Making Louvered Doors and Shutters
Folding closet doors that extend into narrow hallways are a nuisance. I’m only an amateur furniture maker, but something that rattles and bangs when you open it does not seem right. I’ve made a few louvered cupboard doors with a plunge router, but found a few holes a bit ragged as the bit started or ended the cut.
If you are fortunate enough to own a mortise maker, there is an easier way to make louvered doors and shutters. A mortise maker (a Festool Domino in this case) leaves clean and accurate slots.
By tracing and cutting out an accurate outline of the base in plywood, the mortise maker can be easily dropped in and held in place over a small box in a bench vise. A plywood template of the tool base can be attached to a box at the louver angle. Placing the box in a vise allows the stile to be shifted along and clamped to make the holes.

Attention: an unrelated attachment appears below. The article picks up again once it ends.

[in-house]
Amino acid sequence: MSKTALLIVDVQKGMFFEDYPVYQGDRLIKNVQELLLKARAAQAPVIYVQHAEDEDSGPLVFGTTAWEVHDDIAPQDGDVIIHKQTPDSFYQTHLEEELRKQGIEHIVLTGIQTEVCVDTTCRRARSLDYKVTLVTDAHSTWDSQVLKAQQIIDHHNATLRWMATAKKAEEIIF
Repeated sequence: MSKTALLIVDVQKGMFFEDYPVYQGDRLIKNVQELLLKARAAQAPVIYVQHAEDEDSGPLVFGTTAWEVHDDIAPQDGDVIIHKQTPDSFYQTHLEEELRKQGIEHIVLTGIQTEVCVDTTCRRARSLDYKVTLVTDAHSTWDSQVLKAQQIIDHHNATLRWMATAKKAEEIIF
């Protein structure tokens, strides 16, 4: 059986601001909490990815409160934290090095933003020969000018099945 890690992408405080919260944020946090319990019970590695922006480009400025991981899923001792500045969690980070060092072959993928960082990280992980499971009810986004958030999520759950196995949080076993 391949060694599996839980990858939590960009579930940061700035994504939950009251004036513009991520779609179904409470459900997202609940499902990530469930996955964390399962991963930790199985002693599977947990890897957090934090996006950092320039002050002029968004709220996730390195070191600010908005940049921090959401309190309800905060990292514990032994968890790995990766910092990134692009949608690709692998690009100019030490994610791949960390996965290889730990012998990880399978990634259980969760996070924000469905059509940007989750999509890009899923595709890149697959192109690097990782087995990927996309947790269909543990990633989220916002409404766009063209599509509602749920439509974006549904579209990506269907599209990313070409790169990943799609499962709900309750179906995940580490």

The box dimensions are set to the door stile size. After the first hole is cut, the vise is slackened off and the stile slides along to the next cut. A small index pin can be lowered into the previous hole to keep the spacing constant. The opposite stile is cut by flipping the base template over. If the louvers are made to the same dimensions as the Dominoes, they are easily tapped into the slots with no play or ragged holes.
Festool tenon maker and template, The stile is slid along parallel to the vise with a stop index pin in the previous hole to keep the spacing.
Sliding louver doors made with Festool router bit sized louvers. Clear fir.